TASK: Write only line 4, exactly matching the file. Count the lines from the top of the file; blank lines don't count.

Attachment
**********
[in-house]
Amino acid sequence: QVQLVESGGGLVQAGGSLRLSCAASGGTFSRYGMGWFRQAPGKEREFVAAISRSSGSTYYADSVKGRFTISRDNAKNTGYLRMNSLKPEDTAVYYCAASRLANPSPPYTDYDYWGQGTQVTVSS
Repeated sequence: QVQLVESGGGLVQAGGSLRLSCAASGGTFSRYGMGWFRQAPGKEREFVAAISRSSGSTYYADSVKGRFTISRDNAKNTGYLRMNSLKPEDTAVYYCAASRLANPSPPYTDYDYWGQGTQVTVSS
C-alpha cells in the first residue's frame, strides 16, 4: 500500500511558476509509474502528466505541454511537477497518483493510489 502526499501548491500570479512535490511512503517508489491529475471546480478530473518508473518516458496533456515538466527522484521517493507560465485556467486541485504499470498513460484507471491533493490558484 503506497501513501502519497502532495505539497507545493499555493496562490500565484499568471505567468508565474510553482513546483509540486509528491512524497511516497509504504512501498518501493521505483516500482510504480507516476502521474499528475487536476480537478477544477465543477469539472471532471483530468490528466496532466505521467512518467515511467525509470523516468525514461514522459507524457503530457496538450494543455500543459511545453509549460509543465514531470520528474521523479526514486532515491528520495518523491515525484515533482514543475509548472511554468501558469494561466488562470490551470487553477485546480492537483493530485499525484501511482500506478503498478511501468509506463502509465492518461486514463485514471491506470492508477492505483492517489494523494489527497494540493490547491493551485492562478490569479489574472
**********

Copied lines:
C-alpha cells in the first residue's frame, strides 16, 4: 500500500511558476509509474502528466505541454511537477497518483493510489 502526499501548491500570479512535490511512503517508489491529475471546480478530473518508473518516458496533456515538466527522484521517493507560465485556467486541485504499470498513460484507471491533493490558484 503506497501513501502519497502532495505539497507545493499555493496562490500565484499568471505567468508565474510553482513546483509540486509528491512524497511516497509504504512501498518501493521505483516500482510504480507516476502521474499528475487536476480537478477544477465543477469539472471532471483530468490528466496532466505521467512518467515511467525509470523516468525514461514522459507524457503530457496538450494543455500543459511545453509549460509543465514531470520528474521523479526514486532515491528520495518523491515525484515533482514543475509548472511554468501558469494561466488562470490551470487553477485546480492537483493530485499525484501511482500506478503498478511501468509506463502509465492518461486514463485514471491506470492508477492505483492517489494523494489527497494540493490547491493551485492562478490569479489574472